Don Magee wrote:
Thats the best part about MMA, I have never fought a guy who used the 'same moves' I used ......
Yes, but you said you had leanred to apply the techniqeus against someone using "the same thing." A mild hair splitting.
Maybe your culture doesn't have a big wrestler base, but around here most men where either football players or wrestlers. I work at a college and most kids I talk to and ask about martial arts have some wrestling training or football training, both of these types tend to take it to the ground in a matcho bar brawl (as opposed to a robbery, or some other kind of altercation).
Living as I do in the middle of New York State, I live in the same "culture" you do. There's no need to get snide about it.
..... I have done the Traditional route, I have a black belt in TKD, I've studied other arts for various lenghts of time, I have spent time in RBSD enviorments, I spent a long time in krav maga. However, none of this did me any good against mildy trained sport fighters. I spent a long time just getting taken apart by them, I couldnt deal with their stirkes, I couldn't deal with their clinch, I couldnt deal with the takedowns, I couldn't deal with them on the ground. Hell I wasn't even in a good position to eye gouge. I had never been choked the way they were choking me, I had never been hit hard like they were hitting me. I never experianced trying to block a punch only to have my own hand punch me in the face. I had never been picked up 4 feet off the ground while trying to stop a takedown with elbows and slamed so hard I had to go home and lay down.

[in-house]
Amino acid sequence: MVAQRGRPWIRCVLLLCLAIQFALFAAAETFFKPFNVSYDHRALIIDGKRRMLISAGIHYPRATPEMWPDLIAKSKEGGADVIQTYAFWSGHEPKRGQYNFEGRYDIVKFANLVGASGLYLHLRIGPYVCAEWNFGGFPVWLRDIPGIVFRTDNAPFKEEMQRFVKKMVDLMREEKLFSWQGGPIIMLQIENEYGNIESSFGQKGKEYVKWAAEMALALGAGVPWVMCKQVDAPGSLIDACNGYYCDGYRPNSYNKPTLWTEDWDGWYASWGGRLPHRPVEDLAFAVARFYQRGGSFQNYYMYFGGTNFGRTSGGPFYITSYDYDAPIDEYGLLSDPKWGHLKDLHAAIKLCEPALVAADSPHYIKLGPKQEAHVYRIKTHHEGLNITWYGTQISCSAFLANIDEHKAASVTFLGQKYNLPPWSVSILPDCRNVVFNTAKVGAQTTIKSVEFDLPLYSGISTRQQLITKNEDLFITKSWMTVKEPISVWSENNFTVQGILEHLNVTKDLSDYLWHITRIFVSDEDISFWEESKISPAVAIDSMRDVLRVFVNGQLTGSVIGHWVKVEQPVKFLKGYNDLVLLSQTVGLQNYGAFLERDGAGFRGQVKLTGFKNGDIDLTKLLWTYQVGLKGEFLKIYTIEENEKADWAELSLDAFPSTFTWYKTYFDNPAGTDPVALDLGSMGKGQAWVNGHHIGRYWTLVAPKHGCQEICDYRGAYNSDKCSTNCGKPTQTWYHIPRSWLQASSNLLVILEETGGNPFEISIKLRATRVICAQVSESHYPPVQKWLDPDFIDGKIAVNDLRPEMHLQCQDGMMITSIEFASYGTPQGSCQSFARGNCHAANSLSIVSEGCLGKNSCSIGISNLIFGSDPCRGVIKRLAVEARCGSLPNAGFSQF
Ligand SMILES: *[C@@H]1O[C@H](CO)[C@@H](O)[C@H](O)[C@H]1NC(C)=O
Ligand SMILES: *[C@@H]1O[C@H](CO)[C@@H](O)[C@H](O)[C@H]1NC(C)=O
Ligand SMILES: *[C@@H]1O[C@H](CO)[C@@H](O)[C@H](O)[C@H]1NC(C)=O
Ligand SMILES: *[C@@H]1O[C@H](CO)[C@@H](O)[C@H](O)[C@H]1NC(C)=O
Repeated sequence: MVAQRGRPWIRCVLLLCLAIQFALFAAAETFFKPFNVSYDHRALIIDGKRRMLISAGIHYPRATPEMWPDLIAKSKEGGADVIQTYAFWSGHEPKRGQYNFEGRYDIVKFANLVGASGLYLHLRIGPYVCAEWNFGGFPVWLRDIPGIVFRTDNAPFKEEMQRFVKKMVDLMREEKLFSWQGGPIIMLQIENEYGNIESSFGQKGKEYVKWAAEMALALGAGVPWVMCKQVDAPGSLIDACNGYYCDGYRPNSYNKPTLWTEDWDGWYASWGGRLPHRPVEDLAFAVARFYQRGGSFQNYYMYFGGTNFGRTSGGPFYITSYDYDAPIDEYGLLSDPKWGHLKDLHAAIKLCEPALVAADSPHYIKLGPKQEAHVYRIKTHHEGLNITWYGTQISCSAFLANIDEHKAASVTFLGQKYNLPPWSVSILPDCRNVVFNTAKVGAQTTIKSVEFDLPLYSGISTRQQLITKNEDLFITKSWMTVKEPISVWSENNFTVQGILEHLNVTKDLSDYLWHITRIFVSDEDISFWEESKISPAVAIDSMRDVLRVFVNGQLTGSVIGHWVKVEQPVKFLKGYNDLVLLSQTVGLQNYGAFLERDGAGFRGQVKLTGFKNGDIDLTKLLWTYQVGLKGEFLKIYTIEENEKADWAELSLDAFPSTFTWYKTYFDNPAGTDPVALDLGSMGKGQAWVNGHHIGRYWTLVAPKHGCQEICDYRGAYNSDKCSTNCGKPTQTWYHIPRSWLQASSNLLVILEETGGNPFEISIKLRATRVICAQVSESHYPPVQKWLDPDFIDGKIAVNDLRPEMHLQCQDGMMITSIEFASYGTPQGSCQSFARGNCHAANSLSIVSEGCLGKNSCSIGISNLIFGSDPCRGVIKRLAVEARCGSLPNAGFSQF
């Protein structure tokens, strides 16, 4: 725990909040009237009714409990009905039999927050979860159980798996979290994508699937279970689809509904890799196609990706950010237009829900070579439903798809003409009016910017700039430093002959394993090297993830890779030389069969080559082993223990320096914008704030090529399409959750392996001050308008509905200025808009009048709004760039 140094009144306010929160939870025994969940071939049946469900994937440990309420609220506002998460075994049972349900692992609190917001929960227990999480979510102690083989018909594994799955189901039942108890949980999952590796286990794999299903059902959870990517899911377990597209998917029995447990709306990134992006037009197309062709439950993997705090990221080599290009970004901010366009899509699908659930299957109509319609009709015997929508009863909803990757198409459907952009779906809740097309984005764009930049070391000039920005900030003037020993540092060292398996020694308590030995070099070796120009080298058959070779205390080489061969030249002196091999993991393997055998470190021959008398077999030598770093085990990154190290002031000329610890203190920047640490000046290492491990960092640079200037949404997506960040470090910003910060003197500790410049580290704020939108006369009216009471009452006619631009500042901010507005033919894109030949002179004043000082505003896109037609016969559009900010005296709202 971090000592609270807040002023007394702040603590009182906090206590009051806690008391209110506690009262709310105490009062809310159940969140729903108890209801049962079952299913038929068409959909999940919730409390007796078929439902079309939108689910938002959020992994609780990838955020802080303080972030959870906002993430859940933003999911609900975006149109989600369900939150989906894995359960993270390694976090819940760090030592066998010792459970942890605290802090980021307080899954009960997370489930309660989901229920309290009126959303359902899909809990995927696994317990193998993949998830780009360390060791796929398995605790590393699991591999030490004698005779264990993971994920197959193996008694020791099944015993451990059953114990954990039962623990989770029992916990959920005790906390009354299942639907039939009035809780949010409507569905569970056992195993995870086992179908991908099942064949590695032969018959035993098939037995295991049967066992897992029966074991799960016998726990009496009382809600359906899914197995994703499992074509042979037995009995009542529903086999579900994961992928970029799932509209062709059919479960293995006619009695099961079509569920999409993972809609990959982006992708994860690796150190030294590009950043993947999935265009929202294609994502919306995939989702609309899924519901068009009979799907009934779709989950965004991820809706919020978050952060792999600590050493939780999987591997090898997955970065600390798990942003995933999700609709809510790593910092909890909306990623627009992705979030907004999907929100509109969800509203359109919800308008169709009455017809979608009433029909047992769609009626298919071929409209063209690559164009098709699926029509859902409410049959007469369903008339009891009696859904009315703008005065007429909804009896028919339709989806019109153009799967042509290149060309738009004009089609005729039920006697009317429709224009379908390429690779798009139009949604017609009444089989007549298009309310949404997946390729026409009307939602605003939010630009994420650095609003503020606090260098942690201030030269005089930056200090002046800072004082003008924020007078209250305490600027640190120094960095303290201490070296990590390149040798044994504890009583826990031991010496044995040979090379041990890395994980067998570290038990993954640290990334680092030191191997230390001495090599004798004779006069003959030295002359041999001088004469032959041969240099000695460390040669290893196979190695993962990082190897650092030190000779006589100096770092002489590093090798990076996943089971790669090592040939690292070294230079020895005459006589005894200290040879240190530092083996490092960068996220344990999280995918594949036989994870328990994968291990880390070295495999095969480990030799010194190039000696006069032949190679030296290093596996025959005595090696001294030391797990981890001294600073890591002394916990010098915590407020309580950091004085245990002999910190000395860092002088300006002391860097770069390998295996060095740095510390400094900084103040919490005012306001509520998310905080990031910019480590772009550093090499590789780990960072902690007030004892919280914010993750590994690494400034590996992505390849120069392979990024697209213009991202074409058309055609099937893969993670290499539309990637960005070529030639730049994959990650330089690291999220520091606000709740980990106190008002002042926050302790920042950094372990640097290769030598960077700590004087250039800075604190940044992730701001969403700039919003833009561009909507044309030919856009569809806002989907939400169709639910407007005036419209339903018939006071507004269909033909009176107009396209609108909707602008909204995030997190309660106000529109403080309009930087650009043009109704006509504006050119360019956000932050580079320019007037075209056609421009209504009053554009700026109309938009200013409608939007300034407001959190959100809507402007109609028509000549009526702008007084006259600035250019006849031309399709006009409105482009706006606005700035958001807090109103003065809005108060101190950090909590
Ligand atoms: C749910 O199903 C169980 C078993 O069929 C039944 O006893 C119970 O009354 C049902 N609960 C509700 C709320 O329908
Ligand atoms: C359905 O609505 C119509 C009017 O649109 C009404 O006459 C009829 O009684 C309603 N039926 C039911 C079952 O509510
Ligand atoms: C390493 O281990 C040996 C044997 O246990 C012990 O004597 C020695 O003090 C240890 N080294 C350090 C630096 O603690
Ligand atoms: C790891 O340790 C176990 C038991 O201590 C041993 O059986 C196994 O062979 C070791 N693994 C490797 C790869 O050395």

Now its different. When a guy comes in, I see the old me. I see a guy who is not prepared for what he is about to get into. I see them go though the same trials I had to deal with, and I see a lot of them make excuses as to why their training wasn't enough. I've had guys tell me they could of broken my fingers to escape, or eye gouged me, or grion striked me, etc. Except for when I tell them to give it a try, it never seems to work. Because I am used to maintaining control over people who are trying their best to hurt me. Their fumbling and spazzing out really doesn't bother me anymore, their pressure point's, knuckles on the ribs, etc dont bother me. Right now I have someone's thumb print bruised into my arm from fridays training. It didn't stop him from getting choked out.
The best part is none of these techniques are new, none of them are missing from traditional arts. In japanese juijitsu, bjj, and judo you will find the same hip toss, the same armbar, the same triangle choke, and the same wrist lock. The difference is the experaince in learning how to use these things against someone who isn't letting you use them. Sure you can learn how to use them without this type of training, but this kind of training is more efficent, and has a higher percentage chance of producing people who can use the techniques. If I go into a traditional martial arts school I would expect to find a few black belts that can give me a run for my money in sparing. If I go into a few mma gyms I expect to find a lot of people (at least more than 3/4ths of the people there) that can give me a run for my money. The reaons are simple. Most of them will be in better physical shape though harder training. Most of them will have learned different ways and methods for using the technqiues taught though resistant sparing, and most of them will be used to the level of resistance I am apply and thus keep their cardio under control and their adrenaline under control.